Successful finale

This time the decision is final: crucifixes may remain in Italian classrooms, according to the European Court of Human Rights. The 17 judges in Strasbourg on Friday overturned a different ruling ied in November 2009. Now no objection is possible.

The verdict of the Strasbourg judges, led by their president Jean-Paul Costa, was reached by a vote of 15 to 2. But it took them almost nine months to come to a conclusion after the oral hearing at the end of June 2010. Clearly, the judges were aware that they were dealing with a fundamental ie. What is surprising is the large majority with which they contradicted their seven counterparts, who in 2009 had still unanimously represented a contrary view.

Does a mother have to accept that her children are taught in a classroom with a crucifix on the wall?? Italy's highest judges had answered the question with a "yes". They argued that the crucifix had long since become a symbol of Italy's values.

"Clearly religious symbol"
The seven judges of the first instance of the Human Rights Court, on the other hand, declared that the cross is a clearly religious symbol. It has no place in state schools, because the students could feel disturbed in their sensibilities. This made headlines across Europe and led to partly outraged reactions in Italy and other European countries, but also on the part of the Catholic Church.

The final verdict ied on Friday is more than 30 pages long and, as expected, differentiated. The judges conclude that – as with other socially controversial ies – European states have a high degree of discretionary power. They therefore had to decide for themselves how they wanted to deal with crucifixes in classes. The 47 member states of the Council of Europe have different ways of dealing with the problem. The Human Rights Court had already acted in a similar way on ies such as the opening of marriage to same-sex couples, abortion or euthanasia.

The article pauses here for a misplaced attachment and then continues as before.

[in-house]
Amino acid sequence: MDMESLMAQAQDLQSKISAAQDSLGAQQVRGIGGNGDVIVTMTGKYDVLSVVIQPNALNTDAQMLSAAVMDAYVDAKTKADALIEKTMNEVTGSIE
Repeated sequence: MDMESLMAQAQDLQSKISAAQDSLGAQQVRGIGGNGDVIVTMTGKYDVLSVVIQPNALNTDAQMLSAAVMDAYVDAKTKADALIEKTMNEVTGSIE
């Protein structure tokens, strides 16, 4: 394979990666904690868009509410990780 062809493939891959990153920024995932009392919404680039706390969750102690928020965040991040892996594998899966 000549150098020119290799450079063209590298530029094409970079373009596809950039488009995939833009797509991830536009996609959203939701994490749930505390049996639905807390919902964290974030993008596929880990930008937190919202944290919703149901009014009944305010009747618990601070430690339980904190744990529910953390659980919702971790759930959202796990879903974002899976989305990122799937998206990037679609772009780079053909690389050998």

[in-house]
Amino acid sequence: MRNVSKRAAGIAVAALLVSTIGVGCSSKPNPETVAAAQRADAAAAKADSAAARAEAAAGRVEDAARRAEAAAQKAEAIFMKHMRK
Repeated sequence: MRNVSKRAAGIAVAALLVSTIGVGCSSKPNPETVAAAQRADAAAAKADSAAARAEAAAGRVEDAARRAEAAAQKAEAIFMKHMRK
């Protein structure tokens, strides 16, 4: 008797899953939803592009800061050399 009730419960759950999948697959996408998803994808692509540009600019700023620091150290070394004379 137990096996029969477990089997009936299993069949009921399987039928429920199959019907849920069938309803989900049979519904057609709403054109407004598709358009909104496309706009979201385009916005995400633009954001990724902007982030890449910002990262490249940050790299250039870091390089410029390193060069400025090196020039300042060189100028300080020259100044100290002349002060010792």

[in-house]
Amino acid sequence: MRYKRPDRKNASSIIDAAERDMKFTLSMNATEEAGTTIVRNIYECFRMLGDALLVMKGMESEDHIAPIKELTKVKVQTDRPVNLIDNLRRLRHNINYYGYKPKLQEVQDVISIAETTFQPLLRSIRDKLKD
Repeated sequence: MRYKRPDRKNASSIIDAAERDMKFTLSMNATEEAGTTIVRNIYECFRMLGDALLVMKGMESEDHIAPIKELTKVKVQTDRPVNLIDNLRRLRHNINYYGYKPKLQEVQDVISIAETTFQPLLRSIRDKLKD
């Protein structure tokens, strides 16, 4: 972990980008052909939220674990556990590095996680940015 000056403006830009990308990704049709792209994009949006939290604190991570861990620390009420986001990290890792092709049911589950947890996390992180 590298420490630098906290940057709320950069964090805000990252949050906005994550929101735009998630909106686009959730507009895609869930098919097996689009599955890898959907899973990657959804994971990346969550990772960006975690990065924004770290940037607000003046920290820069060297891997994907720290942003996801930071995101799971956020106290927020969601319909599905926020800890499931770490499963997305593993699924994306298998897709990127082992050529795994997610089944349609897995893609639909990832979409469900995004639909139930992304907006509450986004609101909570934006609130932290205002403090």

The Grand Chamber, however, does not retreat to the position of a mere observer who has nothing to do with the matter. They did not accept the Italian line of argument that it was a time-honored tradition and that the crosses were more a symbol of democratic and civilizing values. Traditions, too, would very well have to submit to scrutiny for their compatibility with the European Convention on Human Rights, they note. And they emphasize that the cross leads to "increased visibility of Christianity in the school environment". It is "above all a religious symbol".

"No indoctrination"
But: As an "essentially passive symbol" this does not yet constitute indoctrination, which would be a prohibition against the Human Rights Convention according to the Strasbourg judges. There are no indications that the authorities are behaving intolerantly toward students of other denominations. Also for instance the carrying of the Islamic head cloth is not forbidden. Earlier, the Human Rights Court had found that it was permissible to give more space in the curriculum to a religion because it had a dominant importance in the history of a country.

The Swiss judge at the Human Rights Court, Giorgio Malinverni, expressed a dissenting reception; his Bulgarian colleague followed him. They argued that states must maintain "strict neutrality" when it comes to religion – and that a cross in the classroom is already too much. Among the 17 judges, however, this position remained a clear minority opinion.

The case is decided – appeal is no longer possible. However, the ie of the separation of religion and state has not been settled yet. For the Strasbourg judges fail to provide guidelines as to where the line is drawn between what they consider permissible "increased visibility" of a religion and what they consider impermissible "indoctrination".

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